Have you ever heard the saying: when it rains it pours? As in: when one bad thing happens, all the bad things happen. That saying should have been the tagline for Hannah Pittard’s newest novel Reunion.
Reunion tells the story of Kate Pulaski, a thirty-something screenwriter struggling to find work and an identity. While waiting for a flight back to Chicago, she receives word that her father, who she hasn’t spoken to in over three years, committed suicide at his home in Atlanta. The news of her father’s passing comes as a surprise, but is even more surprised when her husband, who recently learned of Kate’s infidelities and who knows she can’t afford it, shows up at the airport with a one-way ticket to Georgia. Reluctantly, Kate accepts the ticket and joins her siblings, Elliot and Nell, for a four-day weekend in Georgia.
While the siblings reunite because of their father’s death, each of them is dealing with their own problems as well. Kate is figuring out how to manage loads of debt, a failed marriage and her inability to tell the truth. Elliot is attempting to save his marriage and Nell isn’t enjoying life. Who knew that a tragedy like their fathers death was exactly what they needed to get their lives back in order?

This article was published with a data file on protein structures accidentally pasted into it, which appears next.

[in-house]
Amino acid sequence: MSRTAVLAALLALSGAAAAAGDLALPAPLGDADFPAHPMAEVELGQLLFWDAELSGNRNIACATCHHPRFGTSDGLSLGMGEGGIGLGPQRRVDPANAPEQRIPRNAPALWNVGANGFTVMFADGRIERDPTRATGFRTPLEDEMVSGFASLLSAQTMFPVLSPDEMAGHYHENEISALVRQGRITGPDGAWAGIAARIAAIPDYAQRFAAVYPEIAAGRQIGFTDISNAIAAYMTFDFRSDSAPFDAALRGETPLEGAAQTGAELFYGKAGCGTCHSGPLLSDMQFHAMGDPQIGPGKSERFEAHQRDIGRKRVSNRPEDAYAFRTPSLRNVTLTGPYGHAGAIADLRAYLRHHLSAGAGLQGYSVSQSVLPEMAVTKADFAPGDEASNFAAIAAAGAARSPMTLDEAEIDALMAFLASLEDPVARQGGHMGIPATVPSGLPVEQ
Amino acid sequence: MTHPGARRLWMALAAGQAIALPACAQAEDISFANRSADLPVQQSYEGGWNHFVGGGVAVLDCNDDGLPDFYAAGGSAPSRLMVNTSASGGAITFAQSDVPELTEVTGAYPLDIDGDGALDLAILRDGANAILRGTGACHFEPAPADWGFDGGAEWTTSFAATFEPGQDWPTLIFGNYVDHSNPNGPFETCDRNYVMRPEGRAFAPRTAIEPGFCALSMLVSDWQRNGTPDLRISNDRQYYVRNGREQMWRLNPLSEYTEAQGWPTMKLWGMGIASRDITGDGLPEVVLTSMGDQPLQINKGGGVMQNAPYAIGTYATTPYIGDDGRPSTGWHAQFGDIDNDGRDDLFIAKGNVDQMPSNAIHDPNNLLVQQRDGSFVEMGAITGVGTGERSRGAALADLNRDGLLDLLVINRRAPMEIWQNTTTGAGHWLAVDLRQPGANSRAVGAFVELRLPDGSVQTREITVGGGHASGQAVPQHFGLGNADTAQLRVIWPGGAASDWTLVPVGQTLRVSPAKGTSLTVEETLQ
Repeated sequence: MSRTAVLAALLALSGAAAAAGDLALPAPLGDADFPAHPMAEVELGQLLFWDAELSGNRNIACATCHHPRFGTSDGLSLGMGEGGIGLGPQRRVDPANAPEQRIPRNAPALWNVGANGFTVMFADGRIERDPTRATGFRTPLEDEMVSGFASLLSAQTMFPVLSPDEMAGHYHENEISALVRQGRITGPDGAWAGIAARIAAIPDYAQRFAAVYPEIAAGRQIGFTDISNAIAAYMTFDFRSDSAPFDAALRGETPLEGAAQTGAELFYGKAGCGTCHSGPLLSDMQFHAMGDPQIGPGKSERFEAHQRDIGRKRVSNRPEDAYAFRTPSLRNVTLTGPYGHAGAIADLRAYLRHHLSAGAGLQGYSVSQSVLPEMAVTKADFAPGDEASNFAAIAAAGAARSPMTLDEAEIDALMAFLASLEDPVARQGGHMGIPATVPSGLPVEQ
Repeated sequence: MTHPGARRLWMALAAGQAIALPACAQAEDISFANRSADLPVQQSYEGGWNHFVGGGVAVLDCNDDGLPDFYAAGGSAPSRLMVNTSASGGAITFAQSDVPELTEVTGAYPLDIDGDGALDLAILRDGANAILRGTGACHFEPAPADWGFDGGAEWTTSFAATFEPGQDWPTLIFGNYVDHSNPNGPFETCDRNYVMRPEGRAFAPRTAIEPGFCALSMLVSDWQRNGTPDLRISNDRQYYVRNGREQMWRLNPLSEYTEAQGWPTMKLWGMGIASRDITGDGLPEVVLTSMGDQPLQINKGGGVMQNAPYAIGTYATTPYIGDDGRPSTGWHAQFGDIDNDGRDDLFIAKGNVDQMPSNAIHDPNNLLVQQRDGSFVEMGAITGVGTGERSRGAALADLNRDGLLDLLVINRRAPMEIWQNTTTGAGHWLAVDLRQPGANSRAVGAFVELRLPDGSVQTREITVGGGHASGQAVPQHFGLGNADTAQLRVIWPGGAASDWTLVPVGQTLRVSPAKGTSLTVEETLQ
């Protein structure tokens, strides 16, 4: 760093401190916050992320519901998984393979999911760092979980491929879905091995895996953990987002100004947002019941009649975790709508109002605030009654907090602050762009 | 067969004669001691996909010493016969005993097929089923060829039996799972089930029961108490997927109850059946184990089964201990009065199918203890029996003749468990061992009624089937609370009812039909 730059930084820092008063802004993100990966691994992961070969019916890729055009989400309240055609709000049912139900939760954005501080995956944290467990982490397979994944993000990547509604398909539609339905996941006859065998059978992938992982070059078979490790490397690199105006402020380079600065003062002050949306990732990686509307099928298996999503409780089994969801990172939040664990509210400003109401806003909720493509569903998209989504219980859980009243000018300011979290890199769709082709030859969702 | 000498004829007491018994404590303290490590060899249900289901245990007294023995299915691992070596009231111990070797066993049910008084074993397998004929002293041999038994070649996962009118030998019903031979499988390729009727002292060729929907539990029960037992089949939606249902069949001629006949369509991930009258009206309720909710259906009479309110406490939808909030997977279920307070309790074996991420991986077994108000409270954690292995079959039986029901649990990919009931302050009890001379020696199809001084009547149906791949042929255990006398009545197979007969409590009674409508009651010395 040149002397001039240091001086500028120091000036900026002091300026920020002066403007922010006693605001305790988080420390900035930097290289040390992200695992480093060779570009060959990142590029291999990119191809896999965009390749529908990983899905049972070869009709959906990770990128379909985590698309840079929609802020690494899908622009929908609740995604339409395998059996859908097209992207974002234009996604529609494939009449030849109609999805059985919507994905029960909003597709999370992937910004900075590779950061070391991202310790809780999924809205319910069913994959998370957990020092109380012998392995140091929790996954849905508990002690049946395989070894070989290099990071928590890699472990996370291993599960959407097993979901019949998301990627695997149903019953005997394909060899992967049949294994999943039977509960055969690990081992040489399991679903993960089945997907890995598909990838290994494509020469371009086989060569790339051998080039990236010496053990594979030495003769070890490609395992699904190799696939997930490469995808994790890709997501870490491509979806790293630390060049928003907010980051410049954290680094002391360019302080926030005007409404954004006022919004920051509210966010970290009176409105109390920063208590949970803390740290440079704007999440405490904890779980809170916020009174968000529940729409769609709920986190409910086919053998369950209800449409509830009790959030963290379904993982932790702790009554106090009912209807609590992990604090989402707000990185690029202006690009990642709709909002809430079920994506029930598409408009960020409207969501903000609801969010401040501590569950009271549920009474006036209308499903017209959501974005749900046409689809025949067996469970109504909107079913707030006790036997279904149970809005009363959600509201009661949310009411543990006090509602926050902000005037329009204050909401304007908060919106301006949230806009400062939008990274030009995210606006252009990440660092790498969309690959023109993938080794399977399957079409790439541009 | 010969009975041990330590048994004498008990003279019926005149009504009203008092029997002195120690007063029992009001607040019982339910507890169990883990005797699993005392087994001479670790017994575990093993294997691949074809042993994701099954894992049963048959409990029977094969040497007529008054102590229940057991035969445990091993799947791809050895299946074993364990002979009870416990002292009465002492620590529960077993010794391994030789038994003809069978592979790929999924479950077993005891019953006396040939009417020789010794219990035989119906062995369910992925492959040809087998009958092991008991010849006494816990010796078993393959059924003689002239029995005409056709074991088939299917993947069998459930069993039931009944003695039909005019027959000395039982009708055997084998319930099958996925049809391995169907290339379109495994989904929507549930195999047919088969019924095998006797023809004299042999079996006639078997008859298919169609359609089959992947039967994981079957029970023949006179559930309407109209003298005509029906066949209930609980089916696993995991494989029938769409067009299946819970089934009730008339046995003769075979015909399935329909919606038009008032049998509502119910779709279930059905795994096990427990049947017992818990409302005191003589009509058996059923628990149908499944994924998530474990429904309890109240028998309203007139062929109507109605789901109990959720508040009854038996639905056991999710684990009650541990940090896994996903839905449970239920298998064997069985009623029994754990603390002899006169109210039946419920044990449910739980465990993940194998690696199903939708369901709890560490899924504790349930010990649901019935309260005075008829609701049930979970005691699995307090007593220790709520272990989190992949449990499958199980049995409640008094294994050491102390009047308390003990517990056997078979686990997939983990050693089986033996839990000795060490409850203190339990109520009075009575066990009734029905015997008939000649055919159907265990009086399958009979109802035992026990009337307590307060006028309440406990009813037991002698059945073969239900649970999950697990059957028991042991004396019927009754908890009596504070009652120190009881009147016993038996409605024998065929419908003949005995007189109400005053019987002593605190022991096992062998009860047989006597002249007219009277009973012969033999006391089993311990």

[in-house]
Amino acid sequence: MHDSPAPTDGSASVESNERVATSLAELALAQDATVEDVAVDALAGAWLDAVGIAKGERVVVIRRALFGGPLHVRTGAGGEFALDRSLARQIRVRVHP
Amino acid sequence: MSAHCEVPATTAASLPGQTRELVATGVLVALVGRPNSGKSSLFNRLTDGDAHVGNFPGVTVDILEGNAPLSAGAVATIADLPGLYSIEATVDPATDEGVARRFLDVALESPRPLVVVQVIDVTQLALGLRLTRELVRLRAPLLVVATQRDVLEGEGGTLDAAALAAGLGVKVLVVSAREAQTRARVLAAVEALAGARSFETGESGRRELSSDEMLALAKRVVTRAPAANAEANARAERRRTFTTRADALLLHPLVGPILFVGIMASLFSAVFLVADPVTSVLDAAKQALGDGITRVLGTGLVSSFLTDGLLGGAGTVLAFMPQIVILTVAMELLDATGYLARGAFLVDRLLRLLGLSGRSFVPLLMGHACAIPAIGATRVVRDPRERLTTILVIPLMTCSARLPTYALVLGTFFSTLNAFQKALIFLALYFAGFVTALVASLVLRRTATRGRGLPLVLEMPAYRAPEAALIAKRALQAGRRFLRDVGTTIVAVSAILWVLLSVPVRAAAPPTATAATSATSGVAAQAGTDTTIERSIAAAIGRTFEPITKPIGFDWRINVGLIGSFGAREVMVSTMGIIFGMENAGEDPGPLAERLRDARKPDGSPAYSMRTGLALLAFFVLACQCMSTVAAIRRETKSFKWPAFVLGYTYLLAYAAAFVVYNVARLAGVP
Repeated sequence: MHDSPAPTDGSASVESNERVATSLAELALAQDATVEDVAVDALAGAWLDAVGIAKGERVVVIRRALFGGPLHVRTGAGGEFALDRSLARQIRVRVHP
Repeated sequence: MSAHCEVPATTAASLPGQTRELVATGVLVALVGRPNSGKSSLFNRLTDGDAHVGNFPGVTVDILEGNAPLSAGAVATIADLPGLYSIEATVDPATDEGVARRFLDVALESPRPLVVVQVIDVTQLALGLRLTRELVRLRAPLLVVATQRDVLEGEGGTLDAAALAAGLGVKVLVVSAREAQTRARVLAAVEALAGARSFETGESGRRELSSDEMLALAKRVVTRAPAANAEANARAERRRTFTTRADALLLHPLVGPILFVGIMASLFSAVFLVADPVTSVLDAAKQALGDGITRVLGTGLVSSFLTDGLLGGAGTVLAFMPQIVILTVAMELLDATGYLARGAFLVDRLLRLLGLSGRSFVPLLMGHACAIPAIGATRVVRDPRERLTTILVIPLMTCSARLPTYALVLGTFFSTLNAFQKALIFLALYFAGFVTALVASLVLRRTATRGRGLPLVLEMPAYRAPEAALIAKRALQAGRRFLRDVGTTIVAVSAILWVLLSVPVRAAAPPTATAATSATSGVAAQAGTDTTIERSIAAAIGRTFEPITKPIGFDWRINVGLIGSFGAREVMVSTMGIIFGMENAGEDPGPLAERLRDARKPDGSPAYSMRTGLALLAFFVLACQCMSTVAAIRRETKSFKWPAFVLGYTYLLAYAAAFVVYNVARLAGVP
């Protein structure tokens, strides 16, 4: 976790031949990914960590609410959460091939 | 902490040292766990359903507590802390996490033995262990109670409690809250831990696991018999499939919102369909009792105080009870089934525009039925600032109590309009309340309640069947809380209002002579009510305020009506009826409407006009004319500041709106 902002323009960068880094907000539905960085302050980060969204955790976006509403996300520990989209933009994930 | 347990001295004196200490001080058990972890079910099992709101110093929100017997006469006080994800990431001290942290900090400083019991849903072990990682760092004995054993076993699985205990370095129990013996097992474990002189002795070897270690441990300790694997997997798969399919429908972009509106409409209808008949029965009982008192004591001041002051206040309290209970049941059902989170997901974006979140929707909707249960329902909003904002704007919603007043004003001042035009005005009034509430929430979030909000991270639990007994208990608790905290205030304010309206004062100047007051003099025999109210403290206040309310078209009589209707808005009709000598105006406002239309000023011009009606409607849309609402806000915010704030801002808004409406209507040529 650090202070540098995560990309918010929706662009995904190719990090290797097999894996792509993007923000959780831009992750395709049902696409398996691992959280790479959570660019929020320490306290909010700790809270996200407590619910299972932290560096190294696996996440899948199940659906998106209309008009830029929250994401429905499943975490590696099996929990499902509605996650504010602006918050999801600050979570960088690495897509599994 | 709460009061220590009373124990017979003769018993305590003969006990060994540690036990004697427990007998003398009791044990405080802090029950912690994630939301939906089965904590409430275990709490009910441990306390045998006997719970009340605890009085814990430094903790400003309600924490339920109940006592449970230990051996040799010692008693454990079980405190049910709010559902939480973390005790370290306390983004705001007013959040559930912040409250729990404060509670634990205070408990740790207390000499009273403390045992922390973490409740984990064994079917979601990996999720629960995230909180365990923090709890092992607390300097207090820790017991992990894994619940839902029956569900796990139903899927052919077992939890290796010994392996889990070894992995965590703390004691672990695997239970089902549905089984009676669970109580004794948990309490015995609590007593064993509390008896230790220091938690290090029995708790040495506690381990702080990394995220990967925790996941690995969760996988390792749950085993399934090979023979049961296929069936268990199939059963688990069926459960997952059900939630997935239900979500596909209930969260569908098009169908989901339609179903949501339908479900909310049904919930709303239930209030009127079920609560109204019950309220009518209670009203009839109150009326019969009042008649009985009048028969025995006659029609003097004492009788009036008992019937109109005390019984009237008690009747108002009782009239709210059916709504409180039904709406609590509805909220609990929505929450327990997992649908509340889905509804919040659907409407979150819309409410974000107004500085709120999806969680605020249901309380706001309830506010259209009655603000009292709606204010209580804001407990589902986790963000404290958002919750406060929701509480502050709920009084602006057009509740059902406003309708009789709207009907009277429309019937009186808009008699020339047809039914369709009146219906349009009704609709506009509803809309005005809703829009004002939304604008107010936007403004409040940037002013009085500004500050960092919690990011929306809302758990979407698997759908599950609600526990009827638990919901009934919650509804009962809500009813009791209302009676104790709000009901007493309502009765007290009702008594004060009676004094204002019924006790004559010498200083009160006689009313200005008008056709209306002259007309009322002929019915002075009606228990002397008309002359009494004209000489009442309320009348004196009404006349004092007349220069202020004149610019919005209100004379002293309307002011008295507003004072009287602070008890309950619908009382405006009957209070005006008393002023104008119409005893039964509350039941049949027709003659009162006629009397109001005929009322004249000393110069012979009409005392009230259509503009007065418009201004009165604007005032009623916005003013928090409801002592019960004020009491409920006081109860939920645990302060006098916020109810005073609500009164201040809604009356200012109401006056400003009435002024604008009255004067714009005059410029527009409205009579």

Reunion is a beautifully written first-person narrative that captures a major moment in the life of a dysfunctional family. The fluidity of her prose helps Pittard create a realness not many authors are able to capture; consciousness written in it’s most raw form. Written from the perspective of Kate, Pittard manages to take the reader inside the mind of the character and makes us feel as though we’ve known her since birth. Pittard manages to do this with not only Kate, but with all of her characters. She creates these familiar faces through fantastic storytelling and leaves out the “fluff”. We are thrown immediately into the Pulaski’s lives with hardly any background information and it couldn’t have worked more brilliantly.
What makes this such a great read is that it is not only emotionally charged with situations that should seem familiar to most any reader or that it is darkly hilarious. It’s a great read because it’s honest. Pittard, at times, pushes the envelope with her wit, but manages to blend it perfectly with the honesty that comes after. Kate’s interactions with her “step-mom” Sasha and her soon to be ex-husband Peter are when that honesty truly shines. Kate is willing to admit that she has faults and strives to be better but can’t quite shake the human condition.
Rating: 8.5/10: Reunion is a coming-of-age story about a woman struggling to find her way and while it isn’t the most original, it’s a must read for anyone looking for good storytelling. You won’t want to put it down.